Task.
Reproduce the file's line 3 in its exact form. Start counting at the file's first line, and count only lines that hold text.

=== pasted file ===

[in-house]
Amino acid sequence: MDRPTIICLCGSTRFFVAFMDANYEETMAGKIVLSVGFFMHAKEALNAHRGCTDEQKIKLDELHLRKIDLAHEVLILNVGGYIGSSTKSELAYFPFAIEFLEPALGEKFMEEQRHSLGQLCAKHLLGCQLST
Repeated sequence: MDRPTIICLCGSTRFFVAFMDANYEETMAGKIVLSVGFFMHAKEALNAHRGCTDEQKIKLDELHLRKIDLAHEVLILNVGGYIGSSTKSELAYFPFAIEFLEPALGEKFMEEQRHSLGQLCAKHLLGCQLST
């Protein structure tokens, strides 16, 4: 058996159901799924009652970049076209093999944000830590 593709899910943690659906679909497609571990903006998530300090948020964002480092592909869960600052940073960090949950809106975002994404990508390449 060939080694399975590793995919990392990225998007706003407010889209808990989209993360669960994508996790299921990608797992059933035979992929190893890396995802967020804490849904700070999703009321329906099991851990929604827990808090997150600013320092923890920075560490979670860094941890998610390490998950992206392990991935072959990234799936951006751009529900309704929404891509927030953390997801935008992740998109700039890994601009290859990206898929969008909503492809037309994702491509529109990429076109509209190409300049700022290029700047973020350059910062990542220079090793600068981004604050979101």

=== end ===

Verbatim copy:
Repeated sequence: MDRPTIICLCGSTRFFVAFMDANYEETMAGKIVLSVGFFMHAKEALNAHRGCTDEQKIKLDELHLRKIDLAHEVLILNVGGYIGSSTKSELAYFPFAIEFLEPALGEKFMEEQRHSLGQLCAKHLLGCQLST